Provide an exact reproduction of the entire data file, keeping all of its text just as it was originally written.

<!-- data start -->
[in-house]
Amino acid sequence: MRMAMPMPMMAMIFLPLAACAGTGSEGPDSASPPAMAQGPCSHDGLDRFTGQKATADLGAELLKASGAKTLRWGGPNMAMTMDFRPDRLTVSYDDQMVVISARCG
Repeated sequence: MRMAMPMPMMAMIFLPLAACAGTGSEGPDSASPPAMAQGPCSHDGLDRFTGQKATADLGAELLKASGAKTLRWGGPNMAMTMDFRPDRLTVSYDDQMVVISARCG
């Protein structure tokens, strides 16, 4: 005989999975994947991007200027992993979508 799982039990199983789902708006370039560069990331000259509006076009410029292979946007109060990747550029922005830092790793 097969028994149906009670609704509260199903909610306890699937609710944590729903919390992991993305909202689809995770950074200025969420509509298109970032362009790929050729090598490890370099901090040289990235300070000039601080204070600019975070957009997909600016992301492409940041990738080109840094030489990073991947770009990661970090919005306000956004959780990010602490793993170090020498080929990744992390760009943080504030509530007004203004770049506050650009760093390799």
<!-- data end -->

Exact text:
[in-house]
Amino acid sequence: MRMAMPMPMMAMIFLPLAACAGTGSEGPDSASPPAMAQGPCSHDGLDRFTGQKATADLGAELLKASGAKTLRWGGPNMAMTMDFRPDRLTVSYDDQMVVISARCG
Repeated sequence: MRMAMPMPMMAMIFLPLAACAGTGSEGPDSASPPAMAQGPCSHDGLDRFTGQKATADLGAELLKASGAKTLRWGGPNMAMTMDFRPDRLTVSYDDQMVVISARCG
């Protein structure tokens, strides 16, 4: 005989999975994947991007200027992993979508 799982039990199983789902708006370039560069990331000259509006076009410029292979946007109060990747550029922005830092790793 097969028994149906009670609704509260199903909610306890699937609710944590729903919390992991993305909202689809995770950074200025969420509509298109970032362009790929050729090598490890370099901090040289990235300070000039601080204070600019975070957009997909600016992301492409940041990738080109840094030489990073991947770009990661970090919005306000956004959780990010602490793993170090020498080929990744992390760009943080504030509530007004203004770049506050650009760093390799």